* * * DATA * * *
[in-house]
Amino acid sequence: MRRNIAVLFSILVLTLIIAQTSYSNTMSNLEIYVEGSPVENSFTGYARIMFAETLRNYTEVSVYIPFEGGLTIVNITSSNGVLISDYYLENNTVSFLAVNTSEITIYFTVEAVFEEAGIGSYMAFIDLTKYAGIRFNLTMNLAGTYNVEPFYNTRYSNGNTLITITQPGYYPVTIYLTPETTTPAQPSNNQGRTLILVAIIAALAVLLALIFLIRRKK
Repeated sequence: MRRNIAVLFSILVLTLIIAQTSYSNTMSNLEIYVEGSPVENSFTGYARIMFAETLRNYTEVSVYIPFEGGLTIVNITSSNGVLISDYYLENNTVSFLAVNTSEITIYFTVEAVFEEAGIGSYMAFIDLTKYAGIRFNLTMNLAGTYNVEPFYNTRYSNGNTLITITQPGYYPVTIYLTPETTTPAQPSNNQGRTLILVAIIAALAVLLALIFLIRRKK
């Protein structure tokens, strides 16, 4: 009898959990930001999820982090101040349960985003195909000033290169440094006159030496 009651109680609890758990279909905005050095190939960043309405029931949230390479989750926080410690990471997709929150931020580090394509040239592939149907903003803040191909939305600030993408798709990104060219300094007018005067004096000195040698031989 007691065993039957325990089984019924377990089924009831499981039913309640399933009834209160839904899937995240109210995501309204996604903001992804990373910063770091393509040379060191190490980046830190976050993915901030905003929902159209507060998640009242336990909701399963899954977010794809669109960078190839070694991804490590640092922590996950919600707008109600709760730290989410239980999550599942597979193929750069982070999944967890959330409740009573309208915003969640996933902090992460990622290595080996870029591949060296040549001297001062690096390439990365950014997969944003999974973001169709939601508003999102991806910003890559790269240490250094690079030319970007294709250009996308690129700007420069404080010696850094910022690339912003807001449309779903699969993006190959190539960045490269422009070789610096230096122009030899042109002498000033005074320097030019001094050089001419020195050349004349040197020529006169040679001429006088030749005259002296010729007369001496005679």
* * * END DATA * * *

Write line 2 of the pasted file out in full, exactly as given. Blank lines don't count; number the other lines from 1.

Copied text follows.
Amino acid sequence: MRRNIAVLFSILVLTLIIAQTSYSNTMSNLEIYVEGSPVENSFTGYARIMFAETLRNYTEVSVYIPFEGGLTIVNITSSNGVLISDYYLENNTVSFLAVNTSEITIYFTVEAVFEEAGIGSYMAFIDLTKYAGIRFNLTMNLAGTYNVEPFYNTRYSNGNTLITITQPGYYPVTIYLTPETTTPAQPSNNQGRTLILVAIIAALAVLLALIFLIRRKK